To be eligible for the course students should have successfully completed courses corresponding to 60 hec within the subject Computer Science, or equivalent, including a second 7.5 hec programming course (TDA550, TDA342, DAT121 or equivalent) and a 7.5 hec course in data structures (DAT036, TDA416 or equivalent).

This is an advanced course: We assume academic maturity and a willingness to explore independently. The student should have the ability to complete a sizeable programming project.

Aim

Artificial Intelligence (AI) studies how computers can accomplish tasks that were traditionally thought to require human intelligence. The aim of this course is to give a deepened understanding of the possibilities and the limitations of AI methods.

Learning outcomes (after completion of the course the student should be able to)

On successful completion of the course the student will be able to:


Knowledge and understanding:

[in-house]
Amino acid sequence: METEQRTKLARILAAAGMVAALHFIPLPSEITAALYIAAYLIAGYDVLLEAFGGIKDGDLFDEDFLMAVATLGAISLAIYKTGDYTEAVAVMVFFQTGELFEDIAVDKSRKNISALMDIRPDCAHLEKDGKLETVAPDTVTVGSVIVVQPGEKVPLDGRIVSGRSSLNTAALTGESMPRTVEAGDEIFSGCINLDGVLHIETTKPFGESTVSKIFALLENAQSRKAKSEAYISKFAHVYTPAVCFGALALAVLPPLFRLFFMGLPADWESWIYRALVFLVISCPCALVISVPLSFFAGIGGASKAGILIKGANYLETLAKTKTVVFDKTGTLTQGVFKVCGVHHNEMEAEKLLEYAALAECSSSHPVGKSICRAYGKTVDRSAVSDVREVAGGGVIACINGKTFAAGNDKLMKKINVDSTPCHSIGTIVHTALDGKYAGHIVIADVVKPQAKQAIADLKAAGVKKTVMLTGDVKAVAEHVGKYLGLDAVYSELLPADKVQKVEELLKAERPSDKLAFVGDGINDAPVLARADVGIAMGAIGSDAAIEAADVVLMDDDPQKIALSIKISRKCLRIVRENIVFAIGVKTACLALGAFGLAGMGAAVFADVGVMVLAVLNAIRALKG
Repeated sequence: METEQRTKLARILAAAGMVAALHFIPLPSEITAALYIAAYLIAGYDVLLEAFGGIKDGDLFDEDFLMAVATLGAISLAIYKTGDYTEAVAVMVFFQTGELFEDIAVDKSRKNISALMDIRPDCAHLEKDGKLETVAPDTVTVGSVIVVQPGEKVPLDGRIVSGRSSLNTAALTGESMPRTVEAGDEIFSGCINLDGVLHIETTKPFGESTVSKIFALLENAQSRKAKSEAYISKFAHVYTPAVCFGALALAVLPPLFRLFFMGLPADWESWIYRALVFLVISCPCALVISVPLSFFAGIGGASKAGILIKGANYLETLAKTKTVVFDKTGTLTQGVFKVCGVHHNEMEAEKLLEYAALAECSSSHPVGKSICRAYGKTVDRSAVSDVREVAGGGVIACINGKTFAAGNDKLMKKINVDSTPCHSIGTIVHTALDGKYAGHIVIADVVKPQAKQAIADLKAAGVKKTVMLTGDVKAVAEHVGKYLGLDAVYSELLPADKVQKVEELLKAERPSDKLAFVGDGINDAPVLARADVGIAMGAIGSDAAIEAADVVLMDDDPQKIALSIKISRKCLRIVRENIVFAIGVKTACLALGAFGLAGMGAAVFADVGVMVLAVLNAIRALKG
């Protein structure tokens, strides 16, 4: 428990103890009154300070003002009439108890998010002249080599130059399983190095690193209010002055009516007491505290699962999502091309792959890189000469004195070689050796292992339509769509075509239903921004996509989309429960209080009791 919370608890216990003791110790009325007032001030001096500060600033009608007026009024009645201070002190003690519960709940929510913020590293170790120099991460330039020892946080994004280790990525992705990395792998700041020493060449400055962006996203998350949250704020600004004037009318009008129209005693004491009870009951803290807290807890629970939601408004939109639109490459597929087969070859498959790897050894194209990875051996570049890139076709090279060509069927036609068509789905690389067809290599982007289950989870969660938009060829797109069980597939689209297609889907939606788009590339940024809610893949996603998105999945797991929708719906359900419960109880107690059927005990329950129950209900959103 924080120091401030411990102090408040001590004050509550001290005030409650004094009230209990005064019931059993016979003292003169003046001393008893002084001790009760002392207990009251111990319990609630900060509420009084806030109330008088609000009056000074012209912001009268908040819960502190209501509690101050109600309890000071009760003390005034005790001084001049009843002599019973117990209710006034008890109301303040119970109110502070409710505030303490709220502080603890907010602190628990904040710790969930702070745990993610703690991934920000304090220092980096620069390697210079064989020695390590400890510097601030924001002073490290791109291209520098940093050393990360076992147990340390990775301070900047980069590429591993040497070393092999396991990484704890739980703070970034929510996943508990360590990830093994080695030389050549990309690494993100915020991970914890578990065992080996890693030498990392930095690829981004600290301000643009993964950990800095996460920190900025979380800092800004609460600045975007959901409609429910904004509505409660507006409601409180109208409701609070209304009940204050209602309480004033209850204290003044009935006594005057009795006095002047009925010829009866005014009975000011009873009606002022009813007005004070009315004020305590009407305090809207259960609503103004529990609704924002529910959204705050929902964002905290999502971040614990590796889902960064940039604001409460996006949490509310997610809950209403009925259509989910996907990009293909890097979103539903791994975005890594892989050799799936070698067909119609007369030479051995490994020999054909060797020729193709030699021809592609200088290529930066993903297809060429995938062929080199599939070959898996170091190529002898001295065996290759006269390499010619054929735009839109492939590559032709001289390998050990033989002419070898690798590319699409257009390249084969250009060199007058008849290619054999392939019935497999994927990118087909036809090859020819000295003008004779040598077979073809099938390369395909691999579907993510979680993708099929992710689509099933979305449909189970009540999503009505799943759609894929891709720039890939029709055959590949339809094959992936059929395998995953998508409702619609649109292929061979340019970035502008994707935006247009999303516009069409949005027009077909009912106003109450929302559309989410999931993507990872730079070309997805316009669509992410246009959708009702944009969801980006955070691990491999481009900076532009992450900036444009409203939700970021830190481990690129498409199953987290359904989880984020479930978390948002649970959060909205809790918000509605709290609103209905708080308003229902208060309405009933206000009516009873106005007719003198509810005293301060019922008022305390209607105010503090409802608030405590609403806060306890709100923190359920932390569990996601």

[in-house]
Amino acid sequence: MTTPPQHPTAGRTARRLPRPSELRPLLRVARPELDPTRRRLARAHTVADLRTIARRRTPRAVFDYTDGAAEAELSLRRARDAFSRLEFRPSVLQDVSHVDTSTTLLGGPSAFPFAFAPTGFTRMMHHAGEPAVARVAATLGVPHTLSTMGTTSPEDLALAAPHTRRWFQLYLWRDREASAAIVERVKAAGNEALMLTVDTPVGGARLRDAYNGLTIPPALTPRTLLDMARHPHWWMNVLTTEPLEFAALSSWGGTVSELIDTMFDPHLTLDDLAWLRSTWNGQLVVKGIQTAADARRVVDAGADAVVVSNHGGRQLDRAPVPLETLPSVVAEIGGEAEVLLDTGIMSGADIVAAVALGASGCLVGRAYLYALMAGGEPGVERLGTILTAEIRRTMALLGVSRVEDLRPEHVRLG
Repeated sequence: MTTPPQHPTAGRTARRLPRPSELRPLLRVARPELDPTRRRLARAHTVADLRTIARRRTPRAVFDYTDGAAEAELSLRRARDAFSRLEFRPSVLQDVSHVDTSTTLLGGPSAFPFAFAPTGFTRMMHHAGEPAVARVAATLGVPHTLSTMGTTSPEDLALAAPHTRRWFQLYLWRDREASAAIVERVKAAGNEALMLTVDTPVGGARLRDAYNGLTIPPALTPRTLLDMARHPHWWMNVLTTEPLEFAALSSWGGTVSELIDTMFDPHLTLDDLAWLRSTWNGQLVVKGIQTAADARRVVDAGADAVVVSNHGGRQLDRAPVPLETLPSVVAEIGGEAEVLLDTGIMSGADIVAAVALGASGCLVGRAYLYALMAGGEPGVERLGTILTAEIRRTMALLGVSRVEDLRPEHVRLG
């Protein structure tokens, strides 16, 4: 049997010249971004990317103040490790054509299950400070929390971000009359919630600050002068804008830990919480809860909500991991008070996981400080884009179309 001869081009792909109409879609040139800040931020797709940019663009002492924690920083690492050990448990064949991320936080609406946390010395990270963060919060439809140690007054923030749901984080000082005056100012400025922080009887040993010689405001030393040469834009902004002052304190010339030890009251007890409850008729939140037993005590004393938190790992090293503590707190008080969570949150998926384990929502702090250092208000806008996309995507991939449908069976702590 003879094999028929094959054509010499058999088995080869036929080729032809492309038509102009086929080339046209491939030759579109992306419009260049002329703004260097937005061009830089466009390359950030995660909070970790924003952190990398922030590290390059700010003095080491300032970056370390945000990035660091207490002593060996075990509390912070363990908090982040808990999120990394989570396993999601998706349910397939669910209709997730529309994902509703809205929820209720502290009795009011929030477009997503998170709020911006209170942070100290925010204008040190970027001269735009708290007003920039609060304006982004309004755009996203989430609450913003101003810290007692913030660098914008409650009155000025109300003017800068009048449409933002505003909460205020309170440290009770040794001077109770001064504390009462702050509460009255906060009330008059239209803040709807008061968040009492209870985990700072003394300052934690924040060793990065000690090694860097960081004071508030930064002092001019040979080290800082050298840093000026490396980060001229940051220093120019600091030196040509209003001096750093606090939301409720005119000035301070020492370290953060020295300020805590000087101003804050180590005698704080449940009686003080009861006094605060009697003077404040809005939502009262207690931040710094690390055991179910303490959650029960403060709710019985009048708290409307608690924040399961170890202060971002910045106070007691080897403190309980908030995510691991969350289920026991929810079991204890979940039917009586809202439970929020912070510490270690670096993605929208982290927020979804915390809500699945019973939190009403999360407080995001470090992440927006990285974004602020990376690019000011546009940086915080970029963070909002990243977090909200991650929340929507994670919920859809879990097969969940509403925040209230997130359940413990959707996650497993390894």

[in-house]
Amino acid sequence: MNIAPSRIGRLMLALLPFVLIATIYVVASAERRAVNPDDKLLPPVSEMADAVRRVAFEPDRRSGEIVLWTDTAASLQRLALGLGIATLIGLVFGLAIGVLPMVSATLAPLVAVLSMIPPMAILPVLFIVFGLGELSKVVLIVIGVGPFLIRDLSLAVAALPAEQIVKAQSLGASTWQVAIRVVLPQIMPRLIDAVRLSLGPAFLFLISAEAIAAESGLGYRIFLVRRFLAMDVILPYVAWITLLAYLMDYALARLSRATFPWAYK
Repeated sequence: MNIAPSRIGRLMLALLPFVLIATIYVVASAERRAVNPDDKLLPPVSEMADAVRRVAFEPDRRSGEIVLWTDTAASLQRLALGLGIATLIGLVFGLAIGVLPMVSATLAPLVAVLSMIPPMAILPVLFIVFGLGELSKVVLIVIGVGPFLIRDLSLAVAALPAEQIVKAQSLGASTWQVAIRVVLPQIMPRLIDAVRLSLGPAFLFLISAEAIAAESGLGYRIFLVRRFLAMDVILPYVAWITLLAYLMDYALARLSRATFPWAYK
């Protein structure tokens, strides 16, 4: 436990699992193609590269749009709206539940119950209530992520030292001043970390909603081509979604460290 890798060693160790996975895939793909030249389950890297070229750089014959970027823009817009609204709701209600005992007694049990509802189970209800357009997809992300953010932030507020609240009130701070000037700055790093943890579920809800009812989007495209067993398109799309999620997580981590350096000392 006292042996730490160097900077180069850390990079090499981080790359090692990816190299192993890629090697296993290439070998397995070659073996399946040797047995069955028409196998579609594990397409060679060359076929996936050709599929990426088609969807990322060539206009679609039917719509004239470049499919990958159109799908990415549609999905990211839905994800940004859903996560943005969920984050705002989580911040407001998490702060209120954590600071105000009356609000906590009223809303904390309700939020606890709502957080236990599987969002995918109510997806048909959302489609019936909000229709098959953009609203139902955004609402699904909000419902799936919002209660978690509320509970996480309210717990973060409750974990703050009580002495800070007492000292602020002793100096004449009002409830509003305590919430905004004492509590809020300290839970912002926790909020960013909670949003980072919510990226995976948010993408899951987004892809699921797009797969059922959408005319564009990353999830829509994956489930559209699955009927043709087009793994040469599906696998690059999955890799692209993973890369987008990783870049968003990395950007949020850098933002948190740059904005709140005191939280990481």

• Explain basic concepts and algorithms for cost-based search, planning and constraint satisfaction problems (CSP).

  • Compare advantages and disadvantages with different algorithms for search, planning and CSP.

  • Account for the historical development, current situation and future prospects for some subarea of AI.


Skills and abilities:


  • Choose appropriate algorithms for search, planning and CSP to solve given AI problems in a memory- and time-efficient manner.

  • Implement efficient algorithms for search, planning and CSP in a suitable programming language.

  • Summarise scientific progress and ethical issues.

  • Write scientific texts.


Judgement and approach:


  • Analyse and critically discuss ethical issues within AI.

  • Review and constructively criticise scientific texts.


Content

Artificial Intelligence (AI) studies how computers can accomplish tasks that were traditionally thought to require human intelligence. This course gives an introduction to the subject and has two main purposes.



The first purpose is to give an understanding of which sub-areas there are within AI, their historical development and which ethical issues that can arise within different sub-areas. This is done by reading literature within different AI areas, by summarising and discussing the literature in writing, and by reviewing essays by other students.